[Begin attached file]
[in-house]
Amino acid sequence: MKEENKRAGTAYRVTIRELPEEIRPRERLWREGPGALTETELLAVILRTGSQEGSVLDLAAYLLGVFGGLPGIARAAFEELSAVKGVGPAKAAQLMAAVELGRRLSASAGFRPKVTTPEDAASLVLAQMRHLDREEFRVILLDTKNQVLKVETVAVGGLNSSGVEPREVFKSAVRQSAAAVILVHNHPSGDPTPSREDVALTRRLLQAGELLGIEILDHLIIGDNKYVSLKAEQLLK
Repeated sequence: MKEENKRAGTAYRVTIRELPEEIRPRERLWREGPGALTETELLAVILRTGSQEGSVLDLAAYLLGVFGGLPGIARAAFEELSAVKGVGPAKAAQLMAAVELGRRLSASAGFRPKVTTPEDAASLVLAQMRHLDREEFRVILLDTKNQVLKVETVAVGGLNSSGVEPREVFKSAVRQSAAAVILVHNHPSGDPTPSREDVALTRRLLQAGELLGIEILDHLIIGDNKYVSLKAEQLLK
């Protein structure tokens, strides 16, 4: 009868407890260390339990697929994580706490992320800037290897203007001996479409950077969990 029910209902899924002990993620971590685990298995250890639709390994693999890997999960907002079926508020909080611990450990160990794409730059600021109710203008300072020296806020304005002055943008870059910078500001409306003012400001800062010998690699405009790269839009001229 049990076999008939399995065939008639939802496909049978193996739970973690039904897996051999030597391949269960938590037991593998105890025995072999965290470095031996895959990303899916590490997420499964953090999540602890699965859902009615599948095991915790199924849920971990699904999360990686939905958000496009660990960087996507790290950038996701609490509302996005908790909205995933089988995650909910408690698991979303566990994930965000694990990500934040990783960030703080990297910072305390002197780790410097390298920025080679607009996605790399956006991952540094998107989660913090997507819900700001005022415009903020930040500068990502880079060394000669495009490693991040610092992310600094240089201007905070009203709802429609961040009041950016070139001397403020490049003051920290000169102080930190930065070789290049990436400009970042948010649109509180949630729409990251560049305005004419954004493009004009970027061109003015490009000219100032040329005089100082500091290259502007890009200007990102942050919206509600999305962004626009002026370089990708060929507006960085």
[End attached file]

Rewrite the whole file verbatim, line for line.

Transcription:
[in-house]
Amino acid sequence: MKEENKRAGTAYRVTIRELPEEIRPRERLWREGPGALTETELLAVILRTGSQEGSVLDLAAYLLGVFGGLPGIARAAFEELSAVKGVGPAKAAQLMAAVELGRRLSASAGFRPKVTTPEDAASLVLAQMRHLDREEFRVILLDTKNQVLKVETVAVGGLNSSGVEPREVFKSAVRQSAAAVILVHNHPSGDPTPSREDVALTRRLLQAGELLGIEILDHLIIGDNKYVSLKAEQLLK
Repeated sequence: MKEENKRAGTAYRVTIRELPEEIRPRERLWREGPGALTETELLAVILRTGSQEGSVLDLAAYLLGVFGGLPGIARAAFEELSAVKGVGPAKAAQLMAAVELGRRLSASAGFRPKVTTPEDAASLVLAQMRHLDREEFRVILLDTKNQVLKVETVAVGGLNSSGVEPREVFKSAVRQSAAAVILVHNHPSGDPTPSREDVALTRRLLQAGELLGIEILDHLIIGDNKYVSLKAEQLLK
């Protein structure tokens, strides 16, 4: 009868407890260390339990697929994580706490992320800037290897203007001996479409950077969990 029910209902899924002990993620971590685990298995250890639709390994693999890997999960907002079926508020909080611990450990160990794409730059600021109710203008300072020296806020304005002055943008870059910078500001409306003012400001800062010998690699405009790269839009001229 049990076999008939399995065939008639939802496909049978193996739970973690039904897996051999030597391949269960938590037991593998105890025995072999965290470095031996895959990303899916590490997420499964953090999540602890699965859902009615599948095991915790199924849920971990699904999360990686939905958000496009660990960087996507790290950038996701609490509302996005908790909205995933089988995650909910408690698991979303566990994930965000694990990500934040990783960030703080990297910072305390002197780790410097390298920025080679607009996605790399956006991952540094998107989660913090997507819900700001005022415009903020930040500068990502880079060394000669495009490693991040610092992310600094240089201007905070009203709802429609961040009041950016070139001397403020490049003051920290000169102080930190930065070789290049990436400009970042948010649109509180949630729409990251560049305005004419954004493009004009970027061109003015490009000219100032040329005089100082500091290259502007890009200007990102942050919206509600999305962004626009002026370089990708060929507006960085």